Iris Murdoch draws together an elusive discipline with characteristic wit and clarity

December 28, 1997|By MICHAEL PAKENHAM

Iris Murdoch, Dame of the Order of the British Empire, has written 26 published novels, many of them vastly popular in America. Were it not for them, her latest book would get little attention outside universities, small mountain caves and those stony towers that rise high above the bosky dells where we simple folk toil in the mists.

As to her novels, my feelings echo with such words as fascinating, addicting, haunting, adoring. None suffices. The delight, energy, irony, truth and intricacy that spring from those I have read are apparently infinite.

But before Iris Murdoch the novelist - not to mention playwright, essayist, poet - came Iris Murdoch, the philosopher. Not your folksy observer of domestic human values. She is a philosopher in the formal meaning of a steel-disciplined scholar of he academic specialty.

Indeed, she is well credentialled, having taught philosophy at Oxford University for some 15 years. She has never stopped writing and lecturing on philosophy, as several major books and a lifetime of essays, colloquia and other formal acts attest.

Now comes "Existentialists and Mystics: Writings on Philosophy and Literature" (Allen Lane/Penguin. 576 pages. $34.95). I am not a scholar of philosophy. For more than two full days of reading at this volume, however, I found myself enchanted, challenged - and never once befuddled.

It would be offensive to suggest this book is light reading. Few readers will rollick straight through. It is a gathering - and a very coherent one, accessible to anyone who can read this column - of a lot of immensely provocative material, an intellectual biography of a profoundly interesting person.

Back 47 years

The contents include essays, reviews, two plays, lectures, and symposium transcripts. The earliest work is a radio broadcast done in 1950, four years before her first novel was published. Much of the talk has been polished at least once by Murdoch. The whole thing was selected and edited - superbly, I think - by Professor Peter Conradi, whose explanatory preface is clear and concise.

Even if I were sufficiently learned or imperious to get away with it would be arrogant to try to sum up Iris Murdoch's principal positions, influences and role in the world of contemporary philosophy. Even to many richly literate readers, philosophy requires a great deal of hard work and deep concentration to understand. For others, to whom philosophy's main modern - and for that matter ancient - currents are familiar, putting labels on Murdoch's evolution of thought would be trivial at best, and useless.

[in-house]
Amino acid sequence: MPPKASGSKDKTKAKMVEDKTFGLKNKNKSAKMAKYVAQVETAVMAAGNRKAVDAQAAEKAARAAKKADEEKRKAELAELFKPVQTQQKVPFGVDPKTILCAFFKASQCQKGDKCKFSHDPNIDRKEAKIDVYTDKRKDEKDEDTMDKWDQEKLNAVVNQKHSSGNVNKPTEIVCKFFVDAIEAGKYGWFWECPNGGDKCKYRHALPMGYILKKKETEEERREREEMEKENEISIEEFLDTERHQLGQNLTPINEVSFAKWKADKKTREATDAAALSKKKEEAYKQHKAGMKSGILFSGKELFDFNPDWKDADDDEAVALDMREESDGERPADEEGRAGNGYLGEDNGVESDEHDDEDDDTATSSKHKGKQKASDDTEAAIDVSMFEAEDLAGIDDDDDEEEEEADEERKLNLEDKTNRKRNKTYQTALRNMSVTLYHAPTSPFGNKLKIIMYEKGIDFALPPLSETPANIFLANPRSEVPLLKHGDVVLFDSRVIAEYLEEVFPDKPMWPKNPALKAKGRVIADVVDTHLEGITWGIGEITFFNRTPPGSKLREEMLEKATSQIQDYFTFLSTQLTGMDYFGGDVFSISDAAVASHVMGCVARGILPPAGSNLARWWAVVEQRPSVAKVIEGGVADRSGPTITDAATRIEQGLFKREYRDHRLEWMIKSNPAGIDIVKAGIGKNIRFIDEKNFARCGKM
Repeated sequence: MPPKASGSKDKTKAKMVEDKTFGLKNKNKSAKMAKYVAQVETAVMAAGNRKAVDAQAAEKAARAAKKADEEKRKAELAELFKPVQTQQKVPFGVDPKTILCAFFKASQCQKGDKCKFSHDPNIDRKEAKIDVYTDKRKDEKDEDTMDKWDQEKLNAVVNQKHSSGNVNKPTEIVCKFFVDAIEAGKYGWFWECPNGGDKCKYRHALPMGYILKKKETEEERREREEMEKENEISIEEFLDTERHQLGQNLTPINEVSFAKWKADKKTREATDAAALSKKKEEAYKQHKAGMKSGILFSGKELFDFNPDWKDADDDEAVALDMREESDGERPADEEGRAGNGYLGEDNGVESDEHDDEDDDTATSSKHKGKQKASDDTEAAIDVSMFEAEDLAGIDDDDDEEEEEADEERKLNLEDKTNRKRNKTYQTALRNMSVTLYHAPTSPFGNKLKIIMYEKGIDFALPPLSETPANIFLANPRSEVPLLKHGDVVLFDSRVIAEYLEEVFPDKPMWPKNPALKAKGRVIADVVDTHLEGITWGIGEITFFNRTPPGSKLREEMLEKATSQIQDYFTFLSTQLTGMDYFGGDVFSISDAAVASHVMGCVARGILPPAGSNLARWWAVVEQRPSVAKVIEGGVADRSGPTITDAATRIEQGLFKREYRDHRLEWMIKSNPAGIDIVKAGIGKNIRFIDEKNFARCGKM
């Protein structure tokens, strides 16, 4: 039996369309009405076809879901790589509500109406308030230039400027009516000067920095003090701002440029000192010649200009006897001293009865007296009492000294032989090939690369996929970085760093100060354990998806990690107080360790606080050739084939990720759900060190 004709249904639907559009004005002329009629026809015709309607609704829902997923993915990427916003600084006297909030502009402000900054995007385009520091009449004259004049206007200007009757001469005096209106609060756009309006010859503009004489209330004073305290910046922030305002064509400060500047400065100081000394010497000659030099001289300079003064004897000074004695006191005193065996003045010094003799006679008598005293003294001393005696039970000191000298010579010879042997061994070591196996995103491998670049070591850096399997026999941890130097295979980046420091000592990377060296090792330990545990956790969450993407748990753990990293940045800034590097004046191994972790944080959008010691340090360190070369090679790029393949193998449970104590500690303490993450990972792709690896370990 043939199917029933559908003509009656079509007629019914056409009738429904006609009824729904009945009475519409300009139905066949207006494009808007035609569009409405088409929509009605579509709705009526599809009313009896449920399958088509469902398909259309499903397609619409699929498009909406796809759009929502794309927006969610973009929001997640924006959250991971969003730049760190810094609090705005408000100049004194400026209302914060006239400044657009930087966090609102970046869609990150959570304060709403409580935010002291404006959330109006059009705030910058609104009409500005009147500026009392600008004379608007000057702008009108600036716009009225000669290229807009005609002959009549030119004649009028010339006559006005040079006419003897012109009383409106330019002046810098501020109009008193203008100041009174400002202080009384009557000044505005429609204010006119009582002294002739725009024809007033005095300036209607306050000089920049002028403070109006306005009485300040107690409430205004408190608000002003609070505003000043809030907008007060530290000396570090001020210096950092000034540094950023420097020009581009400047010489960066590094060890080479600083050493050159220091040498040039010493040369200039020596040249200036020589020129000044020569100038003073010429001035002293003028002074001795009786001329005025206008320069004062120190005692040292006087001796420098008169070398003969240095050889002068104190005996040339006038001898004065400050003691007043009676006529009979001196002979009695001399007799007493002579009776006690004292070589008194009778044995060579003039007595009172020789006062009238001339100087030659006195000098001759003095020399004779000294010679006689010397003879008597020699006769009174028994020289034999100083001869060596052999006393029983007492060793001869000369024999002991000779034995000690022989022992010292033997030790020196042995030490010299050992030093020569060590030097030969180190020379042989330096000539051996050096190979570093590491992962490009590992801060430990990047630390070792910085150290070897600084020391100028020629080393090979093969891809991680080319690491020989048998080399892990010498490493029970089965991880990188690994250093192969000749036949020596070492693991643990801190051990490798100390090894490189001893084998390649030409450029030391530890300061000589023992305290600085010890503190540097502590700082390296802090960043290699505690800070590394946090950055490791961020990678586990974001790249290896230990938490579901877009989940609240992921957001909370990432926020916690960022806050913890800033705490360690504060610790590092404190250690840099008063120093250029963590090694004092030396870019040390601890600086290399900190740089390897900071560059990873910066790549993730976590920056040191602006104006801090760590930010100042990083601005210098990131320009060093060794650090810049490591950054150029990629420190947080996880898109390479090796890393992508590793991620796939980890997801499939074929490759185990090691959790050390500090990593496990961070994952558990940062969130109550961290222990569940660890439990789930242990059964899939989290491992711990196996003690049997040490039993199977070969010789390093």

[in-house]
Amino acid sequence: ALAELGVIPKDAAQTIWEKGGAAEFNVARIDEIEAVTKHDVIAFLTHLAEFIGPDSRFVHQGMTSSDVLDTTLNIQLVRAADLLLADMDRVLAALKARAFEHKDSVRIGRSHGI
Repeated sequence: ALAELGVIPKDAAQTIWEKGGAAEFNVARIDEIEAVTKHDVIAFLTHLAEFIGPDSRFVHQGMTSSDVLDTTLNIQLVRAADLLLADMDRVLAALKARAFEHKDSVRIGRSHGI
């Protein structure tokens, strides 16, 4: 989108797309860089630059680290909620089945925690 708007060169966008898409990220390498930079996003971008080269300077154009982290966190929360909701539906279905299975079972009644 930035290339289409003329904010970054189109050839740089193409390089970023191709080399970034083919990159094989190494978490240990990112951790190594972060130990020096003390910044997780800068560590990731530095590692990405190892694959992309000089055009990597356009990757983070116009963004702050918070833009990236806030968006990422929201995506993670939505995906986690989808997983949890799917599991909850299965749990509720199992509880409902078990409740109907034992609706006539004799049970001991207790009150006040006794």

The purpose of philosophy can be the subject of endless debate. But for Murdoch, philosophy "states and attempts to solve very difficult highly technical problems." Those questions of the core of life, of meaning itself, still are "mostly the same problems" that concerned the earliest philosophers - of whom Plato was intellectual emperor.

She makes a virtually unbridgeable division between her two lives: "A literary writer deliberately leaves a space for his reader to play in. The philosopher must not leave any space."

In his vivid foreword, George Steiner makes a core point very neatly: "Central to Iris Murdoch's imagining are the strangeness, the solitude, the psychological and social risks inherent in the 'examined life.' She possesses, in the rarest measure, a gift . . . of dramatising, of making figurative, the act of thought."

What on earth does Steiner mean? At the simplest level, I believe, that Murdoch the philosopher is relentlessly disciplined in the philosopher's job. That job is to pursue what has true meaning in life. It is to examine, relentlessly, the values of morality, consciousness, beauty, faith, of being.

To the almost scientific, sometimes almost mechanical, insights and conclusions of that job comes Murdoch the artist. That Murdoch is dauntlessly devoted to exploring the fact that such pursuits have no end. That they can yield no certainties.

The tribe of genius

If that sounds a bit heavy, so be it. Life isn't ping pong, even for people who are quite happy to feel that Plato is a great name for a well-mannered dog, and leave it at that. But the genius of Iris Murdoch - and I would hold that she indisputably is a member of the very, very small tribe that earn that title - is that she can make the most demanding questions of life accessible and exciting.

The book's title confronts existentialism and mysticism. Murdoch strikes me as finding existentialism, after a long struggle, as pathetically trivial. She seems to me to end her evolution as something that might be called a mystic, but not in any common sense of the term.

It would grossly disserve her and all she has done in 77 years on earth to try to reduce her values or philosophical evolution to simplisms. She and this work are immensely complex, while brilliantly readable.

It is not to trivialize, however, to note that in "Above the Gods," a classic dialogue first published in 1986, Murdoch puts this in the mouth of Socrates: "We've been told that religion is superstition, that it's socially useful, that it's the love of goodness, and now that it's the harmony of good and evil. But instead let's say something simple. The most important thing in life is virtue, and virtue isn't a mystery, it's truthfulness and justice and kindness and courage, things we understand. Anybody can try to be good, it's not obscure."

That is an arguing point in a debate that is still very much alive after 2,500 years. Far too rich an artist, and far too responsible a modern philosopher to put that simple a declaration in her own voice, she goes on being fascinating. A grand book, for months of dipping into - or a very solid long read.

Pub Date: 12/28/97

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